You’ve no doubt heard of Uber and Lyft, and maybe heard news stories about the sharing economy. But here’s a news item that some (non-runners) might put in the “over-sharing” category.
A pair of runners in the Seattle area has launched a Porta-Potty sharing company. The idea is to make great running routes even better by strategically placing bathrooms along the route, but reserving them for those who subscribe to their service. Called “On The Run Restrooms,” the company has placed 18 potties around the metro area, all of which are locked with a realtor box. When a runner needs to “go,” they simply text a number to the designated number and the lock is remotely disabled for five minutes.
The cities of Seattle, Bothell, and Everett are allowing the company to situate these potties on city land. “The incidents of “just going wherever” have dropped dramatically along these popular running routes,” says Steve Scheitzer of the Bothell City Works Department. “After the ‘Mad Pooper’ incident in Colorado, we received a number of calls from homeowners whose kitchen windows overlooked these trails. Sometimes they’d be washing dishes, look out the window, and see … well, more than they bargained for. So when Duke and Yen-Dung called us with this idea, we knew it was a good move.”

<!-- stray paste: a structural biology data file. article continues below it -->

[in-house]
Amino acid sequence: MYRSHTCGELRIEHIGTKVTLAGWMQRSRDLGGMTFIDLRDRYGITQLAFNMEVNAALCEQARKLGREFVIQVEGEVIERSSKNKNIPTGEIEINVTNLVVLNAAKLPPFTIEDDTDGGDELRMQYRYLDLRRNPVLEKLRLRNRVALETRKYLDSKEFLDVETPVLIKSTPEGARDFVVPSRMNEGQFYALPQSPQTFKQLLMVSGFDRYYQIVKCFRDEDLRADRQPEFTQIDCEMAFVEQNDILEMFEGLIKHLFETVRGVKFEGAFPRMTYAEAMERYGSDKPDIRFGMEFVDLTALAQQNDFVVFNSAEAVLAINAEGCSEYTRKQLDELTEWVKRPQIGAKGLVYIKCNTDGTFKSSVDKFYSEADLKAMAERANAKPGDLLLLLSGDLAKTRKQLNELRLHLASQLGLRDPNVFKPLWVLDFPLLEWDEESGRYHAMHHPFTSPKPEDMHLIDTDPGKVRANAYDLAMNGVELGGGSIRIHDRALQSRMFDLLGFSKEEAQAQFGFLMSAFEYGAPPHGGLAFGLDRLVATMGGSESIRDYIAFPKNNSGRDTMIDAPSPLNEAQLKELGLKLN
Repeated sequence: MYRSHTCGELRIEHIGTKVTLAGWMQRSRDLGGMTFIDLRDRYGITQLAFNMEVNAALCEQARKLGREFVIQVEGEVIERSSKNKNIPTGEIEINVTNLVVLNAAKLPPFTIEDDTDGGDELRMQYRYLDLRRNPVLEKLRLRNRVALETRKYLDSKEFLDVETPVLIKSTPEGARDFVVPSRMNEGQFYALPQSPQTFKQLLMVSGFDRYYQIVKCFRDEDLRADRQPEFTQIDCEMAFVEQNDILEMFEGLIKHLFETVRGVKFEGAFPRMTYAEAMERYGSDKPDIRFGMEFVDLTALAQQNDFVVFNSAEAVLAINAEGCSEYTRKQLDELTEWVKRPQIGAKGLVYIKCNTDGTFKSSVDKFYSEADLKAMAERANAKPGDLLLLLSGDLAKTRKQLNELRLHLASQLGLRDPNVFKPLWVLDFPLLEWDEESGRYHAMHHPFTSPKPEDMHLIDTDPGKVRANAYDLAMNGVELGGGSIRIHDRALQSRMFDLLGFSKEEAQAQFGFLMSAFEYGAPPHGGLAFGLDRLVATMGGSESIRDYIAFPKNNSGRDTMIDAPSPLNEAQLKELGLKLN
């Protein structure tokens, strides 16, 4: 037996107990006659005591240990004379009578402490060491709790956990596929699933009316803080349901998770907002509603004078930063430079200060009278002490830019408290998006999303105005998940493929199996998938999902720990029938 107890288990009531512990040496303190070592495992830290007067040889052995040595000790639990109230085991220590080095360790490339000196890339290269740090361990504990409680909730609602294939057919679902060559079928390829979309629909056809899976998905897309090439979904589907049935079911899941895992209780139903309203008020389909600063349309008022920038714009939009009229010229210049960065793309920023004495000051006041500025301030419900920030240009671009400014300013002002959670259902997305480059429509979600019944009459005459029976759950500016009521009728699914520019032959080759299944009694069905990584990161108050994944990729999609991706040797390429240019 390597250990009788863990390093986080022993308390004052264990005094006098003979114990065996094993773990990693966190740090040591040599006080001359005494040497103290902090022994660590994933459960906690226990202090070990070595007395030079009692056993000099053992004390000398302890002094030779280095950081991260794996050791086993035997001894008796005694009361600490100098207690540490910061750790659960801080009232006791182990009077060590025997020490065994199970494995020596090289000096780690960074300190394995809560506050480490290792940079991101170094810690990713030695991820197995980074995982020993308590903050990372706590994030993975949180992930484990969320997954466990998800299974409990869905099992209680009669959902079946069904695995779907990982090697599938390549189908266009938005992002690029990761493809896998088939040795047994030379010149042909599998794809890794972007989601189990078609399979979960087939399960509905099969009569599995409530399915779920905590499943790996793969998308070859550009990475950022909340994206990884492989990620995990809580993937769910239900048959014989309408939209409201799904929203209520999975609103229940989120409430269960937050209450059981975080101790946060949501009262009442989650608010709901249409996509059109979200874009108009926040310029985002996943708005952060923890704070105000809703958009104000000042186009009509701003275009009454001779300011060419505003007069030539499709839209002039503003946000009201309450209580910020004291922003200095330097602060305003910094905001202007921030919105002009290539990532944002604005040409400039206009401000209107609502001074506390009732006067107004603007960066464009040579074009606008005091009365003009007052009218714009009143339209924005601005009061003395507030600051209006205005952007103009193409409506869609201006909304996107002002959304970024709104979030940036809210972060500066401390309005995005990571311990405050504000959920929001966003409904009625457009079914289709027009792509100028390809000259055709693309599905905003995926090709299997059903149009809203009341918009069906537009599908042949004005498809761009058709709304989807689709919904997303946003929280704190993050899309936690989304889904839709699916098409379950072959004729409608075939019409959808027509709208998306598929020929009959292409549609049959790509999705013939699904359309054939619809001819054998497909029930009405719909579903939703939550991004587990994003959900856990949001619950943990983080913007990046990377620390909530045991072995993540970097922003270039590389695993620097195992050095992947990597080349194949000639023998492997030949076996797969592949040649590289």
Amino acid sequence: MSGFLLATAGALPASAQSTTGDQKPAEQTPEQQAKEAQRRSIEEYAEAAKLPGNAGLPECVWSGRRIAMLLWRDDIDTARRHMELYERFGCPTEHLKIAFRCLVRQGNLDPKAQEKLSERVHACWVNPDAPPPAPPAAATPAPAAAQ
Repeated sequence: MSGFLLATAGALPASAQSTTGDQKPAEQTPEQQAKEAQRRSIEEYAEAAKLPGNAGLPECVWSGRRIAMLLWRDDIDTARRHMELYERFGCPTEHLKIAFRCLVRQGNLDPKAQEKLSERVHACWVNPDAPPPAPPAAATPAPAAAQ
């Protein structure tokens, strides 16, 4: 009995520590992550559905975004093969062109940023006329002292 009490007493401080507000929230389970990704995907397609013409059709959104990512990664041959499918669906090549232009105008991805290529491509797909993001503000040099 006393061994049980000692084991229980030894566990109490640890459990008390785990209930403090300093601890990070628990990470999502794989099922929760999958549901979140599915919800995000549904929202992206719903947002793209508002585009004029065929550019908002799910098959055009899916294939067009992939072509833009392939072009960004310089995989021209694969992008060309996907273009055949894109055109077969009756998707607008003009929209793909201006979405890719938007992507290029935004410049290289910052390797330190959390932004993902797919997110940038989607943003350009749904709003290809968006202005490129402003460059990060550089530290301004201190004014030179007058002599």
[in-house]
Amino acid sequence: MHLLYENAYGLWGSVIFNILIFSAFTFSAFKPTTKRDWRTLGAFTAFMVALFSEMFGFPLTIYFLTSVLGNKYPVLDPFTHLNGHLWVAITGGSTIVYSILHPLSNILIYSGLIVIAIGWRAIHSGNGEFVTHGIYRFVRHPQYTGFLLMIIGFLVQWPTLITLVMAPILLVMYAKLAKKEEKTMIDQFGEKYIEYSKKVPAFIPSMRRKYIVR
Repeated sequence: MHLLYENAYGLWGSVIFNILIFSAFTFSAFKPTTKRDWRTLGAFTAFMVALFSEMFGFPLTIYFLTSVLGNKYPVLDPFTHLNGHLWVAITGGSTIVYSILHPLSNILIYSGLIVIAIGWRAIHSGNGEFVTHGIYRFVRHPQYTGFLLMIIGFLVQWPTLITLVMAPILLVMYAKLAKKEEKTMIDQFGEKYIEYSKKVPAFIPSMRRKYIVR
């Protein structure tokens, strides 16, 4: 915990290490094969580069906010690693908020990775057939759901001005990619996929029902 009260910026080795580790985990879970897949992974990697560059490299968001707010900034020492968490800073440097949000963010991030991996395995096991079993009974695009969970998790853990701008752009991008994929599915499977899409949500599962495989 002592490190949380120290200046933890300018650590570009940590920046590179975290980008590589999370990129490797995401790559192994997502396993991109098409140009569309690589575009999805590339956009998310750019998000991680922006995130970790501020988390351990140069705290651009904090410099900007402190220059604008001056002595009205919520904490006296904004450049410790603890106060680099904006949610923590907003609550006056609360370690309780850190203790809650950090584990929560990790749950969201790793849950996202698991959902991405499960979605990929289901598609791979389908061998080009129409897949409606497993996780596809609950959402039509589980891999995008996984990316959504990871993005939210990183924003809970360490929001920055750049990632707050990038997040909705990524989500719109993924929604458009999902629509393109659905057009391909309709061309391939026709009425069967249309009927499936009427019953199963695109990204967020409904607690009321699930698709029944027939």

Duke and Yen-Dung are the founders of “On the Run Restrooms,” and are avid runners themselves. Both are members of the Seattle-based Marathon Maniacs and together log upwards of 100 miles most weeks. “It’s acceptable to run into a coffee shop just to use the bathroom,” says Duke. “But I know many runners who feel a little guilty about stinking up the joint and not even buying a coffee. This is a great solution.”
He and Yen-Dung started the company after a run during which they ran past a guy wearing only one sock. While they admit there could be any number of reasons for him to be wearing just one sock, they agree that the most likely cause was the sock being sacrificed as toilet paper for a mid-run emergency.
Only four months after founding the company, more than 2,800 runners and walkers have signed up for the service. The cost is just $8 per month and covers the porta-potty rental and cleaning.
Some local residents think it’s a great idea, while others complain that it’s not fair for the potties to be locked for non-subscribers. Duke and Yen-Dung say they completely understand, so they’ve started posting more information about their program on the potties, and that seems to have helped.
Potty locations are chosen by subscribers and approved by the local jurisdictions. They’re not just potties, either – each location also offers a garbage can and a Gu vending machine. Subscribers have also even started organizing group runs.
Duke and Yen-Dung are hoping to expand their services to Tacoma and Portland in the next year, and a few local clubs have reached out to them to see how they can help jump start the service. We’ll be sure to keep an eye out and keep Run Oregon readers posted!
Happy April Fool’s Day!